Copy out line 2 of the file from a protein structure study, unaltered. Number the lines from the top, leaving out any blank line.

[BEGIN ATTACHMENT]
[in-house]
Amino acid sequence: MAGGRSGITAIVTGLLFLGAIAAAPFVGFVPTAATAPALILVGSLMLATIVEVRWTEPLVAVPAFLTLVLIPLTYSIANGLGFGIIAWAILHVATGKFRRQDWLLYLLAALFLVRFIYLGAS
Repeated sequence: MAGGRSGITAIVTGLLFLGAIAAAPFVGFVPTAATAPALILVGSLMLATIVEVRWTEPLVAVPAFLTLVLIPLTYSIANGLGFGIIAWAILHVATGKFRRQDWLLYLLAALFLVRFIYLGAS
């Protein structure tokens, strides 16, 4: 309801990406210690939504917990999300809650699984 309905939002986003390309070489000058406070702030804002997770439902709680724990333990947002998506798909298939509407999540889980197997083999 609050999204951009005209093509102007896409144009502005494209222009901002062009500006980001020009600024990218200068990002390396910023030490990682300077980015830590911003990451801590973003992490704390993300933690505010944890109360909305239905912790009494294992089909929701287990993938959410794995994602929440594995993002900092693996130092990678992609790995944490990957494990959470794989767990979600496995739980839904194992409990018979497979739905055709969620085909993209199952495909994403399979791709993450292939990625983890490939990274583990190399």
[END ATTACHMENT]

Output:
Amino acid sequence: MAGGRSGITAIVTGLLFLGAIAAAPFVGFVPTAATAPALILVGSLMLATIVEVRWTEPLVAVPAFLTLVLIPLTYSIANGLGFGIIAWAILHVATGKFRRQDWLLYLLAALFLVRFIYLGAS